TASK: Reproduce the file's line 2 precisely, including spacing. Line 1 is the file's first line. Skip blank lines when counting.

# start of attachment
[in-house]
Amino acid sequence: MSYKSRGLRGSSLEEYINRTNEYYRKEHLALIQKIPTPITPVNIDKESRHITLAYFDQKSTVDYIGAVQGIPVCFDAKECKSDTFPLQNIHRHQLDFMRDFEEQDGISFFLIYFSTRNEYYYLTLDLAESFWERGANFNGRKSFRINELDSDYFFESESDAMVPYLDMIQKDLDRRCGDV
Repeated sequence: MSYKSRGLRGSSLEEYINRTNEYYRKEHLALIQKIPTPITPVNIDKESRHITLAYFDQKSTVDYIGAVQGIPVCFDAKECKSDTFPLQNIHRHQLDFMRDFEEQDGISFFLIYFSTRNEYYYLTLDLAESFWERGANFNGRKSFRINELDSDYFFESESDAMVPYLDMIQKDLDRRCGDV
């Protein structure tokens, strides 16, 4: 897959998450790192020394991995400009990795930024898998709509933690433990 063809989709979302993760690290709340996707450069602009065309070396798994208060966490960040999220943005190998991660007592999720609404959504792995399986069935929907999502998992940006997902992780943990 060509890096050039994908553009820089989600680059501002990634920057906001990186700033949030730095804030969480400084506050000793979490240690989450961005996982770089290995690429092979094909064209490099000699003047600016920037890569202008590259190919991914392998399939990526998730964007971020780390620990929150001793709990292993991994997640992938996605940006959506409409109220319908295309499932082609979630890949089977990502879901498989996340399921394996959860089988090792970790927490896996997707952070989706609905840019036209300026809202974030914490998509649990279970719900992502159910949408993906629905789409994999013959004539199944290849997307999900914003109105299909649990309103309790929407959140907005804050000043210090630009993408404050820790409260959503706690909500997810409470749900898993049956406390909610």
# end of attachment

Amino acid sequence: MSYKSRGLRGSSLEEYINRTNEYYRKEHLALIQKIPTPITPVNIDKESRHITLAYFDQKSTVDYIGAVQGIPVCFDAKECKSDTFPLQNIHRHQLDFMRDFEEQDGISFFLIYFSTRNEYYYLTLDLAESFWERGANFNGRKSFRINELDSDYFFESESDAMVPYLDMIQKDLDRRCGDV